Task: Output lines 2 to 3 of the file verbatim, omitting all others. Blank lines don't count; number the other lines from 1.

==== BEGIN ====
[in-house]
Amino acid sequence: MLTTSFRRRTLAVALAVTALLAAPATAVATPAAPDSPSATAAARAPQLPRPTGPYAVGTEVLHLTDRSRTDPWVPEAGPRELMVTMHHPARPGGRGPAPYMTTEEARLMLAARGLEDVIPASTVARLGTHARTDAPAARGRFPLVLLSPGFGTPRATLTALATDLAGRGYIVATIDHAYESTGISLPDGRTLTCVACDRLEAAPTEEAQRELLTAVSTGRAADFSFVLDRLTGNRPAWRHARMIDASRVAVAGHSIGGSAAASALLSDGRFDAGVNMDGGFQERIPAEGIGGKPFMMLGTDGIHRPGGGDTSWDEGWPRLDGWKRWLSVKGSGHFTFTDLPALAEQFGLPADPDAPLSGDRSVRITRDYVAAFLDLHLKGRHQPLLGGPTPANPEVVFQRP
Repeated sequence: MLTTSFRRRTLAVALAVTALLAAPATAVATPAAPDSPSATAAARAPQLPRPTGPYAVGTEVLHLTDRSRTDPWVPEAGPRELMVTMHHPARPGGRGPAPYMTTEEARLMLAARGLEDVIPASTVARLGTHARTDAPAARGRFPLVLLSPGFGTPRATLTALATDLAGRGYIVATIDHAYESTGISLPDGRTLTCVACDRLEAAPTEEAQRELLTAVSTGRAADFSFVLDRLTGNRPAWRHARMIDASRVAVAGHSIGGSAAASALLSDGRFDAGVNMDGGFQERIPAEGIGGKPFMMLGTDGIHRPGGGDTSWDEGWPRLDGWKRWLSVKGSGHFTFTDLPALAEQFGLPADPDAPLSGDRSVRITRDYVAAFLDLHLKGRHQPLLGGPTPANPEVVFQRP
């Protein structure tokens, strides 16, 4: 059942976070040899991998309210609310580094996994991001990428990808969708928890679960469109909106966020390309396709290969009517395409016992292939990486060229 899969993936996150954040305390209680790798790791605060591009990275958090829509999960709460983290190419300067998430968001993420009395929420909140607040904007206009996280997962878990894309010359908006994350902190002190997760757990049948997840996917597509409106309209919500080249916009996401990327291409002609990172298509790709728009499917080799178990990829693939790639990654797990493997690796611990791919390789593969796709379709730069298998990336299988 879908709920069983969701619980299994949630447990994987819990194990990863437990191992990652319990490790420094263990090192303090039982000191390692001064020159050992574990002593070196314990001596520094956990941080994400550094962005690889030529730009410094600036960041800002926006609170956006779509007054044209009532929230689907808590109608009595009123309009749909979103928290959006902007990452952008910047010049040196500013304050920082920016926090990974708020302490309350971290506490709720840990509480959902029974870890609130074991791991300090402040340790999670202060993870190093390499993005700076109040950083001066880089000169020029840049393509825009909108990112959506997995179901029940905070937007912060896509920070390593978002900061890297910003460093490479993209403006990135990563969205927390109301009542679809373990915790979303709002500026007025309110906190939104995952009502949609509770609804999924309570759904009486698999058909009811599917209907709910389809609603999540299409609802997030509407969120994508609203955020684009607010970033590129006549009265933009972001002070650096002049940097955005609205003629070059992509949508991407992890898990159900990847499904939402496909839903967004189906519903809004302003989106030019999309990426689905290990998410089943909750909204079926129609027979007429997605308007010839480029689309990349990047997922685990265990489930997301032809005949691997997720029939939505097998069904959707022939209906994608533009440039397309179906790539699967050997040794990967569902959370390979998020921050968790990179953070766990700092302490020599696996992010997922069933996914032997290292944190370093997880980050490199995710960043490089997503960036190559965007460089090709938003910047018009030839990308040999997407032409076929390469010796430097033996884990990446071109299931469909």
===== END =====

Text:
Amino acid sequence: MLTTSFRRRTLAVALAVTALLAAPATAVATPAAPDSPSATAAARAPQLPRPTGPYAVGTEVLHLTDRSRTDPWVPEAGPRELMVTMHHPARPGGRGPAPYMTTEEARLMLAARGLEDVIPASTVARLGTHARTDAPAARGRFPLVLLSPGFGTPRATLTALATDLAGRGYIVATIDHAYESTGISLPDGRTLTCVACDRLEAAPTEEAQRELLTAVSTGRAADFSFVLDRLTGNRPAWRHARMIDASRVAVAGHSIGGSAAASALLSDGRFDAGVNMDGGFQERIPAEGIGGKPFMMLGTDGIHRPGGGDTSWDEGWPRLDGWKRWLSVKGSGHFTFTDLPALAEQFGLPADPDAPLSGDRSVRITRDYVAAFLDLHLKGRHQPLLGGPTPANPEVVFQRP
Repeated sequence: MLTTSFRRRTLAVALAVTALLAAPATAVATPAAPDSPSATAAARAPQLPRPTGPYAVGTEVLHLTDRSRTDPWVPEAGPRELMVTMHHPARPGGRGPAPYMTTEEARLMLAARGLEDVIPASTVARLGTHARTDAPAARGRFPLVLLSPGFGTPRATLTALATDLAGRGYIVATIDHAYESTGISLPDGRTLTCVACDRLEAAPTEEAQRELLTAVSTGRAADFSFVLDRLTGNRPAWRHARMIDASRVAVAGHSIGGSAAASALLSDGRFDAGVNMDGGFQERIPAEGIGGKPFMMLGTDGIHRPGGGDTSWDEGWPRLDGWKRWLSVKGSGHFTFTDLPALAEQFGLPADPDAPLSGDRSVRITRDYVAAFLDLHLKGRHQPLLGGPTPANPEVVFQRP